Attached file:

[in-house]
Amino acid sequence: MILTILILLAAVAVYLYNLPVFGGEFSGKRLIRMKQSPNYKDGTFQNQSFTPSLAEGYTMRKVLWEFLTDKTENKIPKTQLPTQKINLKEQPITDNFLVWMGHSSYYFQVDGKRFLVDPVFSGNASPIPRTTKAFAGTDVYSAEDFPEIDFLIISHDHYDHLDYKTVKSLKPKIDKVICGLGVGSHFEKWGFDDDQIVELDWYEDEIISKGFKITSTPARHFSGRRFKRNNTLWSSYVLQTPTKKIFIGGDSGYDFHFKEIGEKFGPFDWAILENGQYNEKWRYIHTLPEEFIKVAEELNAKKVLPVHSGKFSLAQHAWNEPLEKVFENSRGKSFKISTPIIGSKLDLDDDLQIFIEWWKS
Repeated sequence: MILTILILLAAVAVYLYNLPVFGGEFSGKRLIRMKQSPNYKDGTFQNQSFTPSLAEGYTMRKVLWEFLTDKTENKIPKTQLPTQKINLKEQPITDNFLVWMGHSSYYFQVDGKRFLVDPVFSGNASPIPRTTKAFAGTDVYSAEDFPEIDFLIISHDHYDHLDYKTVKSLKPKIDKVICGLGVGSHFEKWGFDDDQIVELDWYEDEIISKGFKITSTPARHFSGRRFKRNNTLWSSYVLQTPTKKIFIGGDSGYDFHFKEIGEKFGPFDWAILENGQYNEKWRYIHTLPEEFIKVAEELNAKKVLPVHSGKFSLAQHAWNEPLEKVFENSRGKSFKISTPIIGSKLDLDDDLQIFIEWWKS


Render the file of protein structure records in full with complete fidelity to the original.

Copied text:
[in-house]
Amino acid sequence: MILTILILLAAVAVYLYNLPVFGGEFSGKRLIRMKQSPNYKDGTFQNQSFTPSLAEGYTMRKVLWEFLTDKTENKIPKTQLPTQKINLKEQPITDNFLVWMGHSSYYFQVDGKRFLVDPVFSGNASPIPRTTKAFAGTDVYSAEDFPEIDFLIISHDHYDHLDYKTVKSLKPKIDKVICGLGVGSHFEKWGFDDDQIVELDWYEDEIISKGFKITSTPARHFSGRRFKRNNTLWSSYVLQTPTKKIFIGGDSGYDFHFKEIGEKFGPFDWAILENGQYNEKWRYIHTLPEEFIKVAEELNAKKVLPVHSGKFSLAQHAWNEPLEKVFENSRGKSFKISTPIIGSKLDLDDDLQIFIEWWKS
Repeated sequence: MILTILILLAAVAVYLYNLPVFGGEFSGKRLIRMKQSPNYKDGTFQNQSFTPSLAEGYTMRKVLWEFLTDKTENKIPKTQLPTQKINLKEQPITDNFLVWMGHSSYYFQVDGKRFLVDPVFSGNASPIPRTTKAFAGTDVYSAEDFPEIDFLIISHDHYDHLDYKTVKSLKPKIDKVICGLGVGSHFEKWGFDDDQIVELDWYEDEIISKGFKITSTPARHFSGRRFKRNNTLWSSYVLQTPTKKIFIGGDSGYDFHFKEIGEKFGPFDWAILENGQYNEKWRYIHTLPEEFIKVAEELNAKKVLPVHSGKFSLAQHAWNEPLEKVFENSRGKSFKISTPIIGSKLDLDDDLQIFIEWWKS